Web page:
Postpartum: First 6 Weeks After Childbirth
Health and Nutrition
It is easy to get too tired and overwhelmed during the first weeks after childbirth. Take it easy on yourself. Get rest whenever you can, accept help from others, and eat well and drink plenty of fluids.
Like pregnancy, the newborn period can be a time of excitement, joy, and exhaustion. You may look at your wondrous little baby and feel happy. You may also be overwhelmed by your new sleep hours and new responsibilities. Make time to rest.
- Rest every day. Try to nap when your baby naps. Stay flexible so you can eat at odd hours and sleep when you need to.
- Ask another adult to be with you for a few days after delivery.
- Plan for child care if you have other children.
- Plan small trips to get out of the house. Change can make you feel less tired.
- Ask for help with housework, cooking, and shopping. Remind yourself that your job is to care for your baby.
Sexuality, fertility, and birth control
Your body needs at least 4 to 6 weeks to heal after the trauma of childbirth. Avoid sexual intercourse and putting anything in your vagina (including tampons) until you have stopped bleeding. Your doctor will let you when it's okay to have intercourse.
Your menstrual cycle—and your ability to become pregnant again—will return at your body's own pace. Remember that you can Reference ovulate Opens New Window and get pregnant during the month before your first menstrual period, as early as 3 weeks after childbirth. If you don't want to become pregnant right away, use birth control even if you are breast-feeding.
- If you don't breast-feed, your menstrual periods may begin within a month or two after delivery.
- If you breast-feed full-time, your periods will probably not resume for a few months. The average among women who breast-feed exclusively is 8 months. But breast-feeding is not a dependable method of birth control. For more information, see Reference Breast-Feeding as Birth Control.
Most methods of birth control are safe and effective after delivery. But in the first couple of weeks after delivery or if you are breast-feeding, it’s best to use a method that doesn’t contain estrogen. Talk to your doctor about which type is best for you. For more information, see the topic Reference Birth Control.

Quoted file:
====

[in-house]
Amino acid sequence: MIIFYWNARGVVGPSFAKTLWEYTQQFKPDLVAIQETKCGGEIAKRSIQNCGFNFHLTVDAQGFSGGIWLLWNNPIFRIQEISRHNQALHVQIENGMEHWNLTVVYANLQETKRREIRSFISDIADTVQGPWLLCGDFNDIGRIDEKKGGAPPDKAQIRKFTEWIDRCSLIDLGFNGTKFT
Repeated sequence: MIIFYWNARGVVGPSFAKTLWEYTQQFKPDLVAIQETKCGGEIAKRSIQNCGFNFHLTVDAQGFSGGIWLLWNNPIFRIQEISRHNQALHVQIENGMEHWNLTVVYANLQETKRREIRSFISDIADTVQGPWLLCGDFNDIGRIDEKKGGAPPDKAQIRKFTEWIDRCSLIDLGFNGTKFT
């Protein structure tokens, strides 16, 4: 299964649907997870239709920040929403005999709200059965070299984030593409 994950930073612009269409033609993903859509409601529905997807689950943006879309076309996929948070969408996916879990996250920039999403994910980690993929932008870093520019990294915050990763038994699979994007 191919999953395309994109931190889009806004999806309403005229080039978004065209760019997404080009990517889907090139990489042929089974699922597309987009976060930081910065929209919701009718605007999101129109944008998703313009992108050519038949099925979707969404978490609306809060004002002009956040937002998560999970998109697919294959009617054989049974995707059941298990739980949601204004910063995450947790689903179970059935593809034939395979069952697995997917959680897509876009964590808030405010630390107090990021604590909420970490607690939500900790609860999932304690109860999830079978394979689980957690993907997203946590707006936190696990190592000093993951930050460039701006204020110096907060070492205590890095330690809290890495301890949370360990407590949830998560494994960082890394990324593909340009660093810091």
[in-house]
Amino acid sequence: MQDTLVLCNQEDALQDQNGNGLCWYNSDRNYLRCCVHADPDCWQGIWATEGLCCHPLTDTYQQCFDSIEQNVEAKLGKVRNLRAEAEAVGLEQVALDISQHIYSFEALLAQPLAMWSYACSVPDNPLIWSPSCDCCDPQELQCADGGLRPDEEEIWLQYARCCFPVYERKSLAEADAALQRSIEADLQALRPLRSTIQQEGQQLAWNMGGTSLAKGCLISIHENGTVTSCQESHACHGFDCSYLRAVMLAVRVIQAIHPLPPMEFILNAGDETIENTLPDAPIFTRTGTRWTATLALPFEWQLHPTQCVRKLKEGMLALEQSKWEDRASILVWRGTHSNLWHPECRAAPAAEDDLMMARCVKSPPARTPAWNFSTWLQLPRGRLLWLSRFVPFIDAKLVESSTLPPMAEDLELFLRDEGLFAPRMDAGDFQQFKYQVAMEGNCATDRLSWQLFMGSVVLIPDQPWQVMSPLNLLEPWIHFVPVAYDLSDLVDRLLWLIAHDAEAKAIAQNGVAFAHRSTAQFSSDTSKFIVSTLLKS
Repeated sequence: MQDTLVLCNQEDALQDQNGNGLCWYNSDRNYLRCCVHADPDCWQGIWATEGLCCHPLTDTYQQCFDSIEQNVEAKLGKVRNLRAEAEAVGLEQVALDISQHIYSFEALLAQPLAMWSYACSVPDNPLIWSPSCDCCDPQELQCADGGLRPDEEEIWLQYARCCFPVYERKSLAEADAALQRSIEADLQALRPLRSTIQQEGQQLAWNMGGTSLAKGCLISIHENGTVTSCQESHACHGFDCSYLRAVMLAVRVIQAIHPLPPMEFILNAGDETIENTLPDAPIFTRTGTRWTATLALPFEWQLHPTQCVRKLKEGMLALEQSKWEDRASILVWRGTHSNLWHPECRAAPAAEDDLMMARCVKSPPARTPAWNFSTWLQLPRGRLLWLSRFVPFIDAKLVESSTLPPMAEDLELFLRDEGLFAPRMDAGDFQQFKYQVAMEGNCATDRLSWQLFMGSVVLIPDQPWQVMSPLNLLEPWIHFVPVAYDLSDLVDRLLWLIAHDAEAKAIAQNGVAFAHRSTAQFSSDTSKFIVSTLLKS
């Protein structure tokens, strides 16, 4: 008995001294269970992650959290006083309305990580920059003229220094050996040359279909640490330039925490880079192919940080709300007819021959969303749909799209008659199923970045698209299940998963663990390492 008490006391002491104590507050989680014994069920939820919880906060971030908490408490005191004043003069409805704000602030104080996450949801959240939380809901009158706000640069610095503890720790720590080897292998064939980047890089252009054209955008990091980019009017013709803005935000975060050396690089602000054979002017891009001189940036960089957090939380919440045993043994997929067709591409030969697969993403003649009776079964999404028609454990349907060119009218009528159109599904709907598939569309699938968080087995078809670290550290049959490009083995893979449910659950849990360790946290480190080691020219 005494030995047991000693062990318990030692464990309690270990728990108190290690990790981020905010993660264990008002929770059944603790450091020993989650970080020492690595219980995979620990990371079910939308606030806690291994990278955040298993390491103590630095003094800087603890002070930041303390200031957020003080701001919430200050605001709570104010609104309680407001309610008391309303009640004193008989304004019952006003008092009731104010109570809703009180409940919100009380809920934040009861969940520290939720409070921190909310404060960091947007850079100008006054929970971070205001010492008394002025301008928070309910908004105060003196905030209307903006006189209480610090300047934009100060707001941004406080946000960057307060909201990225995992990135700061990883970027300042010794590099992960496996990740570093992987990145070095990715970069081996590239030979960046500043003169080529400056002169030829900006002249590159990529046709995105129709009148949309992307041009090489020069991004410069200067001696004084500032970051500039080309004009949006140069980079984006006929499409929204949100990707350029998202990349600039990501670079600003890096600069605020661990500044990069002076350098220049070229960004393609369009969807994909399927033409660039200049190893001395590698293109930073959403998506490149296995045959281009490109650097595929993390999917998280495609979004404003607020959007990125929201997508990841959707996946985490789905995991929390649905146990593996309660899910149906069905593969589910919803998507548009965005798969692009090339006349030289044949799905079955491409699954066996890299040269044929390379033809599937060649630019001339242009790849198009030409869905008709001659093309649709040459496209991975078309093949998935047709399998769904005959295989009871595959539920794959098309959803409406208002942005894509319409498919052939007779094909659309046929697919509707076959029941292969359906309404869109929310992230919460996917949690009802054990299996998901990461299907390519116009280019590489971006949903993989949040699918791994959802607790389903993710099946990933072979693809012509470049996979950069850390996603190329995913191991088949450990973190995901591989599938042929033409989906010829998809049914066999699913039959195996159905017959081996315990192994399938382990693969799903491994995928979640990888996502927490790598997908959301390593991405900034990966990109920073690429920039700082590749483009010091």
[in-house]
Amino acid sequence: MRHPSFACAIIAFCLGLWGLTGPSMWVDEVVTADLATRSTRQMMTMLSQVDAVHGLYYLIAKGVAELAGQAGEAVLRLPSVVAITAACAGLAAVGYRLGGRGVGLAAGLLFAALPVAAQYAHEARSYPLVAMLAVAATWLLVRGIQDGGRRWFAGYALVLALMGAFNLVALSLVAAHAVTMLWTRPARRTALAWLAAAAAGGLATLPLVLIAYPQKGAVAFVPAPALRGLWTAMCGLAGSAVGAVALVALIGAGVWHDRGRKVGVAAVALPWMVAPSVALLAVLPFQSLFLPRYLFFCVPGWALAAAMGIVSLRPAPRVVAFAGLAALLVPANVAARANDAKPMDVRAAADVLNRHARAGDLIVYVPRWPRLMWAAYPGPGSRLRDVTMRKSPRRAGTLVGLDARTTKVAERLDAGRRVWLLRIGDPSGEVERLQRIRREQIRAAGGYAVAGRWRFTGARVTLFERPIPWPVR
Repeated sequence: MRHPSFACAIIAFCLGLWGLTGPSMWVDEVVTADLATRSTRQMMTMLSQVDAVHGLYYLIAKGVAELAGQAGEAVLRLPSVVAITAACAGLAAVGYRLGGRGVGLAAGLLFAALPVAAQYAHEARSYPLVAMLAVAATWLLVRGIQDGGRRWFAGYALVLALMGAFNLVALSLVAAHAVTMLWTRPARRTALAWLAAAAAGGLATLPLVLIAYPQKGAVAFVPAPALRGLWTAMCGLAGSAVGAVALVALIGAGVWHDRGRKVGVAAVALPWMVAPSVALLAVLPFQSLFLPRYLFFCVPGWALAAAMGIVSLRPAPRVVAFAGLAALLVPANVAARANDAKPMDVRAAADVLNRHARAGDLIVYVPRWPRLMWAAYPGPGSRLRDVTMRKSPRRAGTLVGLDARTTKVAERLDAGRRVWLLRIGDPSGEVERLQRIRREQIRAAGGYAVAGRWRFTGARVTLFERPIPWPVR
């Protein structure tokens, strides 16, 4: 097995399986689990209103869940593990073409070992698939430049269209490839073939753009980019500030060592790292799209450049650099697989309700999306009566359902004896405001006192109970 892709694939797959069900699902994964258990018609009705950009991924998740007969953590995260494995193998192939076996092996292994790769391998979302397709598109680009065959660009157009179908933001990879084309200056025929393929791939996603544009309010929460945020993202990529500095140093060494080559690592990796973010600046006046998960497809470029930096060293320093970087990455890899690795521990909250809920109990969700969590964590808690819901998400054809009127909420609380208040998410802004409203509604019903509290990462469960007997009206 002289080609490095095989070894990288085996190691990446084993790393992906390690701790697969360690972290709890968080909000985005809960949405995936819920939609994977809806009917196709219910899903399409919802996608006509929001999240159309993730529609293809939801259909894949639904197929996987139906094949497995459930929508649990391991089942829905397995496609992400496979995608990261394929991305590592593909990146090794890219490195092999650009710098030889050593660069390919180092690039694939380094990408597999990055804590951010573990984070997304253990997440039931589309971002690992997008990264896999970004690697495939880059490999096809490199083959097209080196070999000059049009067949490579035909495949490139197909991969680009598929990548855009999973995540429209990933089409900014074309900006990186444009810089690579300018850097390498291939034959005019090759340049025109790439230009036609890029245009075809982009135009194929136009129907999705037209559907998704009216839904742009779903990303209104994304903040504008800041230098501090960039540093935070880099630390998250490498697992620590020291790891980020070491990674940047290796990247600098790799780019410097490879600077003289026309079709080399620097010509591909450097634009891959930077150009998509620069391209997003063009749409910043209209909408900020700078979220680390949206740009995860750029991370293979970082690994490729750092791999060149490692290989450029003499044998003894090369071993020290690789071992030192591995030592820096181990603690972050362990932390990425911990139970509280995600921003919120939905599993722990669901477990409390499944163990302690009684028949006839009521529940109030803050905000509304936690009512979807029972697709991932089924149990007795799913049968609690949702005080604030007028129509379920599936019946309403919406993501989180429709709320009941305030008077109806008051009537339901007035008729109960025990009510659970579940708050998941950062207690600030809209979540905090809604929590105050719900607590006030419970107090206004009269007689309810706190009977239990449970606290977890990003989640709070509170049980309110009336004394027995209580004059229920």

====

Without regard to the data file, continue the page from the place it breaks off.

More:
Eating a variety of healthy food is important to help you keep your energy and lose extra weight you gained during your pregnancy. Eat healthy foods so you have more energy, make good breast milk, and lose extra baby pounds.
- Eat a variety of foods to help you get all the nutrients you need. Your body needs protein, carbohydrate, and fats for energy.
- Eat a diet high in fiber. Include foods such as whole-grain breads and cereals, raw vegetables, raw and dried fruits, and beans.
- Drink plenty of fluids, especially water.
- Eat small snacks throughout the day to keep up your energy. Don't skip meals or go for long periods without eating.
- If you're breast-feeding, a healthy diet also can help you make milk. For more information, see Reference Nutrition While Breast-Feeding.
- If you breast-feed, avoid alcohol and drugs. Stay smoke-free. If you quit during pregnancy, congratulations.
For more information on eating well, see the topic Reference Healthy Eating.
Exercise helps you feel good and helps your body get back to its prepregnancy shape. In general, you can start exercising 4 to 6 weeks after delivery. But check with your doctor before you start exercising, especially if you had a cesarean birth (C-section).
- Start daily exercise after 4 to 6 weeks, but rest when you feel tired.
- Try to exercise regularly. Get outside, take walks, or keep your blood moving with your favorite workout.
- Learn exercises to tone your belly.
- Do Reference Kegel exercises Opens New Window to regain strength in your pelvic muscles. You can do these exercises while you stand or sit.
|By:||Reference Healthwise Staff||Last Revised: Reference November 2, 2011|
|Medical Review:||Reference Sarah Marshall, MD - Family Medicine
Reference Kirtly Jones, MD - Obstetrics and Gynecology